Mastering the Facebook Pixel for More Profitable Ad Campaigns

Maximizing Efficiencies

Photo of Jennifer Spivak

Mastering the Facebook Pixel for More Profitable Ad Campaigns

Aug 30, 2016 | Maximizing Efficiencies

Mastering the Facebook Pixel for More Profitable Ad Campaigns

Aug 30, 2016 | Maximizing Efficiencies

Without a doubt, one of the biggest and most common mistakes that brands make when it comes to Facebook Advertising is choosing the wrong campaign objective from the start.

What is your marketing objective

And let’s be clear – this is a mistake that’s costing you money.

Facebook is literally asking you what results you’d like to get from your ad campaign so that they can use their super sophisticated algorithms and billions of data points to auto-optimize your ads in order to make them as profitable as possible. So when you choose the wrong objective – for example, when you select website clicks or (god forbid) boost post when you really want conversions – you’re limiting your results and spending money on actions (like engagement or website clicks) that don’t really matter to you.

More often than not, a Facebook ad campaign involves driving users to a website or landing page in the hopes that they take a certain action – fill out a form, subscribe to a newsletter, make a purchase, etc. When this is the case, website conversions should always be the chosen objective (so that you are paying for the action that does matter, instead of just clicks). This requires setting up the Facebook Pixel.

First rolled out in late 2015, the Facebook Pixel (which replaced a simpler conversion tracking solution) is a magic, money-making line of code that allows for robust tracking of all the actions people take on your site after clicking on one of your ads. The setup may seem complex, but this tool is a must for maximum-profitability campaigns.

To begin, go the Pixels section within your Facebook Ad account. If you haven’t created your pixel, you’ll see a screen that looks something like this:


Creating Your Facebook Pixel

To create your pixel, click (you guessed it) Create a Pixel, give your pixel a name (this should be something generic like the brand name since this will be used for all campaigns), agree to the Facebook Pixel terms, and click Create Pixel once again.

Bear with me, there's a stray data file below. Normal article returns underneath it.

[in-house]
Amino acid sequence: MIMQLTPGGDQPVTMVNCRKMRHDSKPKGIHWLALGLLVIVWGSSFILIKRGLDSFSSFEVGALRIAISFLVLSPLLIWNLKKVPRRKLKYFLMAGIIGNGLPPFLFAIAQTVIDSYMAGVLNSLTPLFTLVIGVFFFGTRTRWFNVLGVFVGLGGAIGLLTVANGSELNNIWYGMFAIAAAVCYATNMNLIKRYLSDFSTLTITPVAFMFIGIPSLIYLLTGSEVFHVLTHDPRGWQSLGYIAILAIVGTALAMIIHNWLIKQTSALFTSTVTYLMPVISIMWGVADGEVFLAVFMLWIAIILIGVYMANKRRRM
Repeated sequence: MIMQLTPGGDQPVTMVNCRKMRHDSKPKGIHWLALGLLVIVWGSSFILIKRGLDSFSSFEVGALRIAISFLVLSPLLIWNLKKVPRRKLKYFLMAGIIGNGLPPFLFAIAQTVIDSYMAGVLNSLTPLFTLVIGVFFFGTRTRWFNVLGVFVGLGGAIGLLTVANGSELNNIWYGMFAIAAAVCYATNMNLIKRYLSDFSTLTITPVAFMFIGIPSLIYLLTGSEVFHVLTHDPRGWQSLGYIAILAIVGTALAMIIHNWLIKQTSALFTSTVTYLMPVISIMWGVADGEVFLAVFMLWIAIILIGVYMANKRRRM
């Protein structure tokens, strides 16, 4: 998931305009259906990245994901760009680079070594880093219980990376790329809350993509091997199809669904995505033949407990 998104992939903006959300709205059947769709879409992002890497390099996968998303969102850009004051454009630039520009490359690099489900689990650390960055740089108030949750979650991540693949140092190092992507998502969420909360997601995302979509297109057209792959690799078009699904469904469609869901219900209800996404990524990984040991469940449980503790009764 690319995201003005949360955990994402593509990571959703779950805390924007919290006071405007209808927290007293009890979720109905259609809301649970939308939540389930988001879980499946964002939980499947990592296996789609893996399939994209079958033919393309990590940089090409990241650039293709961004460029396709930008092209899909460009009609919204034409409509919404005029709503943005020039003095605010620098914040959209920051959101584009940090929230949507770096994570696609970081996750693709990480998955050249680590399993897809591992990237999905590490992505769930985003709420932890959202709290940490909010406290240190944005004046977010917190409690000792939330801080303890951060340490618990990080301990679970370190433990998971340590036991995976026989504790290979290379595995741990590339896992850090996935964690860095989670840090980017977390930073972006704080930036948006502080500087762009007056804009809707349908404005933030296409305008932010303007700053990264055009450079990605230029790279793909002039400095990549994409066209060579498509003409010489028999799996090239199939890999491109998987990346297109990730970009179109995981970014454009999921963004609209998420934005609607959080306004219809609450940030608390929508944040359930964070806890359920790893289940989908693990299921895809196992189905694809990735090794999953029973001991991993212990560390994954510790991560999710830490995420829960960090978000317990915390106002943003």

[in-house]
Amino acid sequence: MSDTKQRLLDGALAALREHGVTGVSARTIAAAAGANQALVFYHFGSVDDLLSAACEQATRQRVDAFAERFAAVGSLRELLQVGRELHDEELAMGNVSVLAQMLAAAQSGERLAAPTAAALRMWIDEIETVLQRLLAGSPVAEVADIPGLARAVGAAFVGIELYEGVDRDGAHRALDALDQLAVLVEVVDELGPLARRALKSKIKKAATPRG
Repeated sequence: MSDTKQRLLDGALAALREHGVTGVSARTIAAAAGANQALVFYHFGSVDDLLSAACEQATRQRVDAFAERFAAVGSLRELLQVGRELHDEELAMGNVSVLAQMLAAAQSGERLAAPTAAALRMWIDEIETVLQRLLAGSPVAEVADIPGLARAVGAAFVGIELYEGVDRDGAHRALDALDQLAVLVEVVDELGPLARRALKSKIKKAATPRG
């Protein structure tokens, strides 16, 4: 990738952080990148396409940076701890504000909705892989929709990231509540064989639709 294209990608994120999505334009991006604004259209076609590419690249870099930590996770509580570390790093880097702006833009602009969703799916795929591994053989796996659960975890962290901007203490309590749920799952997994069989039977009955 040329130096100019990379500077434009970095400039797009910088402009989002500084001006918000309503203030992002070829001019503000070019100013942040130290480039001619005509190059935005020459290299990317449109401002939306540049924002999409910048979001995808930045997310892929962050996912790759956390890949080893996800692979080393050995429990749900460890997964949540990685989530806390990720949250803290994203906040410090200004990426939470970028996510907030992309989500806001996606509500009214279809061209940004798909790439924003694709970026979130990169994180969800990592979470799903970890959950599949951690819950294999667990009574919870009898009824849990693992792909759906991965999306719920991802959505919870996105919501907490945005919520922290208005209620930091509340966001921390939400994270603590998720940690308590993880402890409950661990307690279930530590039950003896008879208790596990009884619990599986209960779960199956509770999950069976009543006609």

Now you should see a screen that looks something like this:

Facebook Pixel Screen

From the Actions dropdown at the top, you’ll want to select View Pixel Code. And there she is – your base pixel; the line of code that will track visits on every page of your website (once added between the <head> and </head> in the site code, per the instructions provided by Facebook).

View Facebook Pixel Base Code

Here’s where things can get a little tricky.

Your base pixel only tracks pageviews (and makes it super easy to set up Website Custom Audiences for retargeting – something I talk about at length in my online course on Facebook Advertising). In order to track specific actions as conversions for your Facebook Ad campaigns, there’s another step you have to take, which involves altering your base pixel to include specific event codes which will then be placed on specific pages across your website.

To do this, head back to the Pixels section in your Facebook Ad account, and click the Create Conversion button towards the top. Then select Track Conversions With Standard Events.


ConversionTrackingNow you should see a list of conversions with their associated event codes – in other words, the additional text you must add to your base pixel in order to optimize your campaign for a specific action.


Let’s say you’re gearing up to launch a lead-gen campaign. The Lead event would be the most applicable, so you’d want to copy the Lead event code provided by Facebook, which is: fbq(‘track', ‘Lead');

Now you’ve just got to add this code into your base pixel, immediately after that part that reads: fbq(‘track', “PageView”); (hit enter to move </script> down to it’s own line).

Tracking Code screenshot

And voila! You’ve just created a pixel that can be used to track leads on your website!

The last step, of course, is placing this pixel in the correct place, which should be on the page that users land on after they’ve converted – i.e. the Thank You or confirmation page, and not the landing page itself. How this looks logistically will differ depending on which platform your site is built on and/or if you’re using a common landing page tool builder like Unbounce or LeadPages. If you’re using WordPress, you’ll definitely want to check out a plugin called PixelYourSite, which makes the entire placement process super easy and automated.

Once you have everything placed properly, you’ll be positioned to create and launch a successful, conversion-optimized Facebook Ad campaign. Go you!

Want access to my free video training on the Facebook Pixel? Get it here.

Jennifer Spivak is a Solo PR Pro Premium member and Solo PR Pro Facebook columnist. She is a digital marketing specialist,  marketing instructor and curriculum architect at the Startup Institute and an adjunct professor at The City College of New York. Jennifer has been recognized by PR News’ Digital PR Awards and PR Daily’s Social Media Awards. 

Written By Jennifer Spivak


  1. Great article, Jennifer. I’ve read a lot on the Facebook pixel, and you’ve done a great job explaining it. One question that I haven’t figured out. I’ve been tracking custom conversions instead of standard events (so I didn’t have to alter the code). Would you recommend this option?

  2. Really good question. Custom Conversions are totally fine and an alternative option to standard events; however each ad account is limited to creating only 20 custom conversions and as of now there is no way to delete them. So for many of my clients where we are advertising short-term or very specific initiatives that are not evergreen, using standard events makes more sense.